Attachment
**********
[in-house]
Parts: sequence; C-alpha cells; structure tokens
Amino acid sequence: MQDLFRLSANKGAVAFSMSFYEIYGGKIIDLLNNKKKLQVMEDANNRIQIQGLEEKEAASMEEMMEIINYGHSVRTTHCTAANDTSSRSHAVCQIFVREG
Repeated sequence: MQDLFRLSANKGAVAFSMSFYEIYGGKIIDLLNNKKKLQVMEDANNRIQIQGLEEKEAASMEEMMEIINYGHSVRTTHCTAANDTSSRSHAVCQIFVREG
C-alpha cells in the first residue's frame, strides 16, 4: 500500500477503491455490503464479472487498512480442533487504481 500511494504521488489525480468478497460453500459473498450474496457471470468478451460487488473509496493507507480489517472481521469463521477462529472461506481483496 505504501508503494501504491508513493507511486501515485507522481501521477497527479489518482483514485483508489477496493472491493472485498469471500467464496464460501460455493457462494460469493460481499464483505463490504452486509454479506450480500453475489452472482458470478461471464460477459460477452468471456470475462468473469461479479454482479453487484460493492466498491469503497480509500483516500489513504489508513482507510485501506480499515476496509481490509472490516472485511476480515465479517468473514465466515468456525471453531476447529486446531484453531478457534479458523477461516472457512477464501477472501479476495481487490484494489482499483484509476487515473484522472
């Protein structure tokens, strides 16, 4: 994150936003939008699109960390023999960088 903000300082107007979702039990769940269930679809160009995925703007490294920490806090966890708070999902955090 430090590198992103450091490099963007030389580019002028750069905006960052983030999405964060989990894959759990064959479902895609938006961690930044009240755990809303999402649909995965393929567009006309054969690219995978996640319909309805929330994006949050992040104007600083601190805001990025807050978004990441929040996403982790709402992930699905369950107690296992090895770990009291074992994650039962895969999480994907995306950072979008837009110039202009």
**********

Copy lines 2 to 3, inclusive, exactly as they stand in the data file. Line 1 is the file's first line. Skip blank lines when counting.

Parts: sequence; C-alpha cells; structure tokens
Amino acid sequence: MQDLFRLSANKGAVAFSMSFYEIYGGKIIDLLNNKKKLQVMEDANNRIQIQGLEEKEAASMEEMMEIINYGHSVRTTHCTAANDTSSRSHAVCQIFVREG